A Roadmap for the Development of Higher Education in the Philippines

[Higher Education Leadership Forum Philippines (Manila, 28-29 June 2016)]

I would like to thank the organizers of this forum for inviting me to share my personal reflections on critical issues which affect Higher or Tertiary Education in the Philippines. I would like to do so in the framework the Roadmap for Philippine Tertiary Education of the Coordinating Council of Philippine Educational Associations (COCOPEA), the umbrella organization of five different private educational associations[1], uniting some 2,500 colleges, universities and technical-vocational institutions or Higher Educational Institutions (HEIs) in the Philippines. This Roadmap was unanimously approved just last May 19, 2016 by the COCOPEA Board of Trustees. I was part of the committee which worked on it, complementing an earlier version of the Roadmap articulated by Dr. Don Brodeth.[2] Presenting the approved COCOPEA Roadmap manifests my personal thoughts, but also the collective thought of COCOPEA.

Higher Education Drift

While the administration of Pres. Benigno Aquino III, who campaigned as an education president (2010-2016), was a period of great energy, renewal, achievement and excitement for basic education due to the substantially successful K-12 reform, it was a period of drift for higher education. Part of this was because the magnitude of the K-12 reform required the nation and its educators to focus on its demands: deciding on how the international deficit of two years would be remedied, establishing through law a two-year senior high school (SHS, Grades 11-12) after high school (Grades 1-10, now Junior High School), determining how to decongest and improve the old curriculum, how to insure greater survival of student cohorts, how to integrate erstwhile tertiary level courses ejected into SHS, how to make senior high school a general preparation for college while accepting that many students could opt to work immediately after graduation, how to establish SHSs appropriate to the cultures of our indigenous peoples, how to provide enough teachers and classrooms for SHS through partnership with the private sector, how to fund SHS, and how to manage the effects of SHS on the tertiary operation.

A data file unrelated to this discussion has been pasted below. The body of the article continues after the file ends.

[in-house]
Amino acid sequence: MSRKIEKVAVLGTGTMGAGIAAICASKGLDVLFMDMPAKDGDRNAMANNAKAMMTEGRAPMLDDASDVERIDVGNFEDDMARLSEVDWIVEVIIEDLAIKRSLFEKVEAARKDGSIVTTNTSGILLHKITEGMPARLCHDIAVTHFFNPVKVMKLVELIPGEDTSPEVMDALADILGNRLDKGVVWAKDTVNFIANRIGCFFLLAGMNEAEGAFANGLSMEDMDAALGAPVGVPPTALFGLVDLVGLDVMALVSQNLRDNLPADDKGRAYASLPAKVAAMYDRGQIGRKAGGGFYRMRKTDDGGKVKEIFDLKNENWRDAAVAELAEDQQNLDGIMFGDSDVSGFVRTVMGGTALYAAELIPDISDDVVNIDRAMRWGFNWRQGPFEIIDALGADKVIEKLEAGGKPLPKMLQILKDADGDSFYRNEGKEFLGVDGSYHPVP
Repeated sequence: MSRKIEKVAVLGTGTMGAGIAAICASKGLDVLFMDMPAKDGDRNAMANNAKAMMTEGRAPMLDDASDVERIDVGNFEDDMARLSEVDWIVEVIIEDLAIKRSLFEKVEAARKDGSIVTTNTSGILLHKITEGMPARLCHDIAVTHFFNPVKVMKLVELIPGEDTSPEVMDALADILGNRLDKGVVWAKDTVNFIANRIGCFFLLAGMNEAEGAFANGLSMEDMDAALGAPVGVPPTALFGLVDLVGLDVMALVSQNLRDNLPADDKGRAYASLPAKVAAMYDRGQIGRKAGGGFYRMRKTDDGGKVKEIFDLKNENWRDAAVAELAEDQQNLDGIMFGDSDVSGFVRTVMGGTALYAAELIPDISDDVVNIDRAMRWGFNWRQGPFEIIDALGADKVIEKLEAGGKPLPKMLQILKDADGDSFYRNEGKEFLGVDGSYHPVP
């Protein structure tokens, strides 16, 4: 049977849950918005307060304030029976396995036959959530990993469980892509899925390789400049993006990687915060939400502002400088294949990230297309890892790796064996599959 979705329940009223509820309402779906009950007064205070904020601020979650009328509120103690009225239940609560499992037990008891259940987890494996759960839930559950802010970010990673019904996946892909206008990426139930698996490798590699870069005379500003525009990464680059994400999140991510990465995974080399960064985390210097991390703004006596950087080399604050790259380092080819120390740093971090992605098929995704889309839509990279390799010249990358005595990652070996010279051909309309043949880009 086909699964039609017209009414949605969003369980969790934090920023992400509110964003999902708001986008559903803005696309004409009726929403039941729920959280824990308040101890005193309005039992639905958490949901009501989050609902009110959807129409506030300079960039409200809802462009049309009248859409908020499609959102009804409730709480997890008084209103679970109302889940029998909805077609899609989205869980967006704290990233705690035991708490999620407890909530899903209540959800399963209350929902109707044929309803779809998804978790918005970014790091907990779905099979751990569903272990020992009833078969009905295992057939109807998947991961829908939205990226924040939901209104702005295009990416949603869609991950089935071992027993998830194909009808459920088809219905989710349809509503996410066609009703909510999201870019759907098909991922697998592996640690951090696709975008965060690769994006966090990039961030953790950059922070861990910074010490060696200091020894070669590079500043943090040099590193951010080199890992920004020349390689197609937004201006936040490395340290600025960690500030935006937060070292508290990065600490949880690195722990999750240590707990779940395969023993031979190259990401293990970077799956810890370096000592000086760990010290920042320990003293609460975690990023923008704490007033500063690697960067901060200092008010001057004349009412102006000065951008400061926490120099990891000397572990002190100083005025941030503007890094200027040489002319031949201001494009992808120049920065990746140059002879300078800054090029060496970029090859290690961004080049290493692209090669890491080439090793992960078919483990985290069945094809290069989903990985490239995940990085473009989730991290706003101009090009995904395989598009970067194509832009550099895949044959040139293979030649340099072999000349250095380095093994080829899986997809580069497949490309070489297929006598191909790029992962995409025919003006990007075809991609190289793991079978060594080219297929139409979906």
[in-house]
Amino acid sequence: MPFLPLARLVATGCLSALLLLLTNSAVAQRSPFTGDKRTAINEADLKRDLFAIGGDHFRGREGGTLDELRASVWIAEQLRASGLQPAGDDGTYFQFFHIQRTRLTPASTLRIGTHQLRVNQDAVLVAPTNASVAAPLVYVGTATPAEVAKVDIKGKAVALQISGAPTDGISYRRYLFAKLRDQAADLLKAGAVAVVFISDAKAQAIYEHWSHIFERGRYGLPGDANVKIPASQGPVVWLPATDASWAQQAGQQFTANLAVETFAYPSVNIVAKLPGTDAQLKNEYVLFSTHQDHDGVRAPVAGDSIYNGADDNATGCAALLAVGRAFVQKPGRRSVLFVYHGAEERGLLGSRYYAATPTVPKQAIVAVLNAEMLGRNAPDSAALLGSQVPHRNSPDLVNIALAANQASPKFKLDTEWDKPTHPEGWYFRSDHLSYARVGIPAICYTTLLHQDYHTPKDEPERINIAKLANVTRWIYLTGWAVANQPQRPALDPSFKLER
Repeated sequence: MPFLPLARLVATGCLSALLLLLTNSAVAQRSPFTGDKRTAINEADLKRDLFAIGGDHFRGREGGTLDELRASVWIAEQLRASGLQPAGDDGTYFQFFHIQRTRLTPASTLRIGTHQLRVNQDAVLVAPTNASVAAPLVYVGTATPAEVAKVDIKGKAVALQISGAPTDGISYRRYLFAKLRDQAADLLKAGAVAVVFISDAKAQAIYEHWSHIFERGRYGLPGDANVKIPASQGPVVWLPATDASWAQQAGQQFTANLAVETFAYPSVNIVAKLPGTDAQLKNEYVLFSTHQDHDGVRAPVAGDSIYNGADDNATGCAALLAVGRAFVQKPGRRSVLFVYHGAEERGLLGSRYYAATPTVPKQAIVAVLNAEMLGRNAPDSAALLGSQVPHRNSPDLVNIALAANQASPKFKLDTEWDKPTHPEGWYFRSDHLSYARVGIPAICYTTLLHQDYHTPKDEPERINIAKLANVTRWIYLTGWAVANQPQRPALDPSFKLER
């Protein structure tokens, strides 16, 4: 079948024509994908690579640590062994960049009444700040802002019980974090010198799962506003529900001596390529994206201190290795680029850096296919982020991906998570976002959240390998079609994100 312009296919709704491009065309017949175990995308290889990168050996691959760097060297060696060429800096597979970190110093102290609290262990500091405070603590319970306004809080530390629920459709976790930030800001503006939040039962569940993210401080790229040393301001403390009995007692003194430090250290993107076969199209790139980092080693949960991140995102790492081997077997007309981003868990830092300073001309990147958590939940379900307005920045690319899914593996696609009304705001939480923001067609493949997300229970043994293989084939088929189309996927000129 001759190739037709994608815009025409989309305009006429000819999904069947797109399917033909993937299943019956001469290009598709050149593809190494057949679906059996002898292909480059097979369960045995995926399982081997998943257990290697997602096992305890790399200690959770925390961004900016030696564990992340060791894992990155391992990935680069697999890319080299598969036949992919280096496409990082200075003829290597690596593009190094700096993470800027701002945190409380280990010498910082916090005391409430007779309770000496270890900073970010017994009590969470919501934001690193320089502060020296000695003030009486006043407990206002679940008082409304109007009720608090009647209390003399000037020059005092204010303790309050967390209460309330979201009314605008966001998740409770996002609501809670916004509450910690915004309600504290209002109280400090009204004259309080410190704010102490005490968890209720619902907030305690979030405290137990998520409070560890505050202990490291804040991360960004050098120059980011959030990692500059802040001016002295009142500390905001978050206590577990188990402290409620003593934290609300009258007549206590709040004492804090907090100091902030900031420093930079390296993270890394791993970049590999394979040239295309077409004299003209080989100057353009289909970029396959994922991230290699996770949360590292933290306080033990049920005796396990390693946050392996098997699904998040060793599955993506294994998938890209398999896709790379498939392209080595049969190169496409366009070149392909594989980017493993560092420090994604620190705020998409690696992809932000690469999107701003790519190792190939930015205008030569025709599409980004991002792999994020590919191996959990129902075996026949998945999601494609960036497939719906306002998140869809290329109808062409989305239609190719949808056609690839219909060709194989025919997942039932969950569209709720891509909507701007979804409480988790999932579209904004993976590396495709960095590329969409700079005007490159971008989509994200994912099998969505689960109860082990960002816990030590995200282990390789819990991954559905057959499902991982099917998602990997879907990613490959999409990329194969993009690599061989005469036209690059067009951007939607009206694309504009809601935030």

The general focus of educational policymakers and administrators was on SHS, or on the effect its introduction would have on HEIs, especially on stand-alone HEIs. It was not on tertiary education. Meanwhile CHED’s vision of being “a key leader and effective partner in transforming HEIs towards producing highly competent and productive professionals through dynamic, excellent, and client-oriented services” remained a mere vision, with competent and productive professionals being produced in the absence of or despite CHED’s “leadership and partnership;” they were also produced in the relative absence of “dynamic, excellent and client-oriented services”. In pursuit of its mission: “…to provide effective central policy direction and implement programs and mechanisms to ensure affordable quality higher education accessible to all” CHED’s apparent central policy direction, CM0 46 s. 2012, was confused, onerous, paralyzing and divisive. Part of this was its major attempt to link quality assurance with HEI typology and outcomes-based education, while there was no general consensus on what “quality” is, and therefore no consensus on the crucial importance in quality assurance of minimum standards, academic excellence, the implementation of the HEIs vision and mission, and the responsiveness of the HEI to its stakeholders.

In the discussions, outcomes-based education, outcomes-based quality assurance, learner outcomes and competencies were confused. For CHED, the major stakeholder of Philippine higher education was – apodictically – industry and the jobs market aligned with the economic goals of the Aquino administration, while many HEIs considered their major stakeholder not industry but society as a whole with its complex problems of moral degeneration, unbridled consumerism, economies that exclude and marginalize people, corruption, environmental destruction, religious extremism, and loss of cultural identities in a globalized world. CMO 46’s typologies were contentious in their requirements and the attempt at “outcomes-based quality assurance” – different from outcomes-based education – was an attempt at absurdity. For how assure the quality of outcomes if assurance is based on outcomes? Meanwhile, relative weights for program accreditation vs. Institutional Sustainability Assessment were contentious.